http://www.NationwideChildrens.org

More articles from Life Sciences:

nachricht Unique genome architectures after fertilisation in single-cell embryos
30.03.2017 | IMBA - Institut für Molekulare Biotechnologie der Österreichischen Akademie der Wissenschaften GmbH

nachricht Transport of molecular motors into cilia
28.03.2017 | Aarhus University

All articles from Life Sciences >>>

The most recent press releases about innovation >>>

Die letzten 5 Focus-News des innovations-reports im Überblick:

Im Focus: A Challenging European Research Project to Develop New Tiny Microscopes

The Institute of Semiconductor Technology and the Institute of Physical and Theoretical Chemistry, both members of the Laboratory for Emerging Nanometrology (LENA), at Technische Universität Braunschweig are partners in a new European research project entitled ChipScope, which aims to develop a completely new and extremely small optical microscope capable of observing the interior of living cells in real time. A consortium of 7 partners from 5 countries will tackle this issue with very ambitious objectives during a four-year research program.

To demonstrate the usefulness of this new scientific tool, at the end of the project the developed chip-sized microscope will be used to observe in real-time...

Im Focus: Giant Magnetic Fields in the Universe

Astronomers from Bonn and Tautenburg in Thuringia (Germany) used the 100-m radio telescope at Effelsberg to observe several galaxy clusters. At the edges of these large accumulations of dark matter, stellar systems (galaxies), hot gas, and charged particles, they found magnetic fields that are exceptionally ordered over distances of many million light years. This makes them the most extended magnetic fields in the universe known so far.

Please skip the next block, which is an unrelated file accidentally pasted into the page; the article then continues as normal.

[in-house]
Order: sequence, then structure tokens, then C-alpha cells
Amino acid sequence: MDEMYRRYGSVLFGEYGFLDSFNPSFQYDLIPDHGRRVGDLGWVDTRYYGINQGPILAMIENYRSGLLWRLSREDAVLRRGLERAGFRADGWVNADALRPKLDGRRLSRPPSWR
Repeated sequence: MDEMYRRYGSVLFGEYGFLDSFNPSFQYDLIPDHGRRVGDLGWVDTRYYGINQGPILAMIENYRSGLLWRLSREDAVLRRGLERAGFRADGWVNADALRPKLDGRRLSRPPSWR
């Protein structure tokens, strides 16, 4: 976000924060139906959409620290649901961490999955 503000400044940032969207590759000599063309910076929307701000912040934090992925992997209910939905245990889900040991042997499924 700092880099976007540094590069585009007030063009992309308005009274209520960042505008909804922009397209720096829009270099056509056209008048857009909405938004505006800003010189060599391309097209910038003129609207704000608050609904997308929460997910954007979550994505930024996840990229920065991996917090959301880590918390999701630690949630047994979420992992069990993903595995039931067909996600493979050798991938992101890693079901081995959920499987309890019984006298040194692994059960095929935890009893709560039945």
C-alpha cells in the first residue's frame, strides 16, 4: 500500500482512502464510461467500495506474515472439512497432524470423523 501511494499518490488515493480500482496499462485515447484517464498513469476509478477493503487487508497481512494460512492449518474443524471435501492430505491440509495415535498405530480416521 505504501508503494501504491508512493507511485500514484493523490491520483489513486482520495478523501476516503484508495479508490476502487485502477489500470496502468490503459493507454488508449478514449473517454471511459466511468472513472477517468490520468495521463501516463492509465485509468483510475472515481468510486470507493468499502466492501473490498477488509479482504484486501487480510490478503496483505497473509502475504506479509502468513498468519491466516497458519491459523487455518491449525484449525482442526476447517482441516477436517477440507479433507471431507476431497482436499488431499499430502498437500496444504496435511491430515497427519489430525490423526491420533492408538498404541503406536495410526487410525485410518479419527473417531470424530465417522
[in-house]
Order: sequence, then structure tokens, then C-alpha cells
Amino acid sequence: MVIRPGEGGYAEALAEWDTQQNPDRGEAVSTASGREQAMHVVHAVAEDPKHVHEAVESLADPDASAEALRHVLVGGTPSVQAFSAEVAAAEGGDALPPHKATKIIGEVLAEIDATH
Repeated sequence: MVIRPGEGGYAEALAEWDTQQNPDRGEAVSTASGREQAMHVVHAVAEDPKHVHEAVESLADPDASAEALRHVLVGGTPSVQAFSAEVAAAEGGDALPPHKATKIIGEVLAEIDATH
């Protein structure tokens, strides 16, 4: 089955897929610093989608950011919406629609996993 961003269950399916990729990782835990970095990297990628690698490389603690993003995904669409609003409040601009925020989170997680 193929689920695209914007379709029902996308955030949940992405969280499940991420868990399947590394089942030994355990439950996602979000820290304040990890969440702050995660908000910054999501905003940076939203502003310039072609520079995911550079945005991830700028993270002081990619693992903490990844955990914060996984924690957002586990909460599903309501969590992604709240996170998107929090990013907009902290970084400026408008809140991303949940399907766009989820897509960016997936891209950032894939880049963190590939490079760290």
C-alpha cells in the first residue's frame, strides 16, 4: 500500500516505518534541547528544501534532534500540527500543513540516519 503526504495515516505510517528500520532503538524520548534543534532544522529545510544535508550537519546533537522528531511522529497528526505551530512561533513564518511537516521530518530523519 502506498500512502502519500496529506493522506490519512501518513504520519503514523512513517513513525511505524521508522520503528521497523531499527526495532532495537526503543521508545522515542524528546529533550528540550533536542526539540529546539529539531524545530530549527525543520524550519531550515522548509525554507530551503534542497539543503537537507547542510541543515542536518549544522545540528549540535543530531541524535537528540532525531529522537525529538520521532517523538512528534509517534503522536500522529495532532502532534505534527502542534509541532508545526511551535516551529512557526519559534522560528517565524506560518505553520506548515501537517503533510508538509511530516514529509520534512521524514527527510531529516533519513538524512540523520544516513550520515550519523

The results will be published on March 22 in the journal „Astronomy & Astrophysics“.

Galaxy clusters are the largest gravitationally bound structures in the universe. With a typical extent of about 10 million light years, i.e. 100 times the...

Im Focus: Tracing down linear ubiquitination

Researchers at the Goethe University Frankfurt, together with partners from the University of Tübingen in Germany and Queen Mary University as well as Francis Crick Institute from London (UK) have developed a novel technology to decipher the secret ubiquitin code.

Ubiquitin is a small protein that can be linked to other cellular proteins, thereby controlling and modulating their functions. The attachment occurs in many...

Im Focus: Perovskite edges can be tuned for optoelectronic performance

Layered 2D material improves efficiency for solar cells and LEDs

In the eternal search for next generation high-efficiency solar cells and LEDs, scientists at Los Alamos National Laboratory and their partners are creating...

Im Focus: Polymer-coated silicon nanosheets as alternative to graphene: A perfect team for nanoelectronics

Silicon nanosheets are thin, two-dimensional layers with exceptional optoelectronic properties very similar to those of graphene. Albeit, the nanosheets are less stable. Now researchers at the Technical University of Munich (TUM) have, for the first time ever, produced a composite material combining silicon nanosheets and a polymer that is both UV-resistant and easy to process. This brings the scientists a significant step closer to industrial applications like flexible displays and photosensors.

Silicon nanosheets are thin, two-dimensional layers with exceptional optoelectronic properties very similar to those of graphene. Albeit, the nanosheets are...

All Focus news of the innovation-report >>>

Anzeige

Anzeige

Event News

International Land Use Symposium ILUS 2017: Call for Abstracts and Registration open

20.03.2017 | Event News

CONNECT 2017: International congress on connective tissue

14.03.2017 | Event News

ICTM Conference: Turbine Construction between Big Data and Additive Manufacturing

07.03.2017 | Event News

 
Latest News

'On-off switch' brings researchers a step closer to potential HIV vaccine

30.03.2017 | Health and Medicine

Penn studies find promise for innovations in liquid biopsies

30.03.2017 | Health and Medicine

An LED-based device for imaging radiation induced skin damage

30.03.2017 | Medical Engineering

VideoLinks
B2B-VideoLinks
More VideoLinks >>>